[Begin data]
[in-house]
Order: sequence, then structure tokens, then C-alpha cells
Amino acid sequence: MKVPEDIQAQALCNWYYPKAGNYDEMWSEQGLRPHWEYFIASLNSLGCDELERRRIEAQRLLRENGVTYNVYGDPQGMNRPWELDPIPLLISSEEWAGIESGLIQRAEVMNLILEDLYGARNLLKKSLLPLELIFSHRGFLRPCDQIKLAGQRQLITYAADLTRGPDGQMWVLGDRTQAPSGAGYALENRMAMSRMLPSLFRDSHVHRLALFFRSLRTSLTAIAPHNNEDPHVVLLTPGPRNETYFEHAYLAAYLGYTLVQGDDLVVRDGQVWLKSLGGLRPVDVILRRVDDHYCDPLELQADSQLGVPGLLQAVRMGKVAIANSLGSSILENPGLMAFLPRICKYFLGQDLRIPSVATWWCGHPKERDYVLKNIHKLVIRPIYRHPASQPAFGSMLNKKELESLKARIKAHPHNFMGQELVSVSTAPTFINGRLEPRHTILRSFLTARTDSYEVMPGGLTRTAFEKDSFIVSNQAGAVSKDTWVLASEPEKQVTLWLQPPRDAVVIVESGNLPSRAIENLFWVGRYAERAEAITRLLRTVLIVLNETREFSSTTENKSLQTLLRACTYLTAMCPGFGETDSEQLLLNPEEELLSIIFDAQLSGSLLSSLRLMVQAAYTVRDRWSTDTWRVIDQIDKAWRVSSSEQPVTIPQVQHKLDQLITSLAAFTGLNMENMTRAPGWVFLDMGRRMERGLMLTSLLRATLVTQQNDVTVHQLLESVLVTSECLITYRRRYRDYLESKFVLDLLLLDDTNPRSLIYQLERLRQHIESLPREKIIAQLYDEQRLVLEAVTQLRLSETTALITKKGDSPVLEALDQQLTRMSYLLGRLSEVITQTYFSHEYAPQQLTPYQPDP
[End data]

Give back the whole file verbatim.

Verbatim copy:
[in-house]
Order: sequence, then structure tokens, then C-alpha cells
Amino acid sequence: MKVPEDIQAQALCNWYYPKAGNYDEMWSEQGLRPHWEYFIASLNSLGCDELERRRIEAQRLLRENGVTYNVYGDPQGMNRPWELDPIPLLISSEEWAGIESGLIQRAEVMNLILEDLYGARNLLKKSLLPLELIFSHRGFLRPCDQIKLAGQRQLITYAADLTRGPDGQMWVLGDRTQAPSGAGYALENRMAMSRMLPSLFRDSHVHRLALFFRSLRTSLTAIAPHNNEDPHVVLLTPGPRNETYFEHAYLAAYLGYTLVQGDDLVVRDGQVWLKSLGGLRPVDVILRRVDDHYCDPLELQADSQLGVPGLLQAVRMGKVAIANSLGSSILENPGLMAFLPRICKYFLGQDLRIPSVATWWCGHPKERDYVLKNIHKLVIRPIYRHPASQPAFGSMLNKKELESLKARIKAHPHNFMGQELVSVSTAPTFINGRLEPRHTILRSFLTARTDSYEVMPGGLTRTAFEKDSFIVSNQAGAVSKDTWVLASEPEKQVTLWLQPPRDAVVIVESGNLPSRAIENLFWVGRYAERAEAITRLLRTVLIVLNETREFSSTTENKSLQTLLRACTYLTAMCPGFGETDSEQLLLNPEEELLSIIFDAQLSGSLLSSLRLMVQAAYTVRDRWSTDTWRVIDQIDKAWRVSSSEQPVTIPQVQHKLDQLITSLAAFTGLNMENMTRAPGWVFLDMGRRMERGLMLTSLLRATLVTQQNDVTVHQLLESVLVTSECLITYRRRYRDYLESKFVLDLLLLDDTNPRSLIYQLERLRQHIESLPREKIIAQLYDEQRLVLEAVTQLRLSETTALITKKGDSPVLEALDQQLTRMSYLLGRLSEVITQTYFSHEYAPQQLTPYQPDP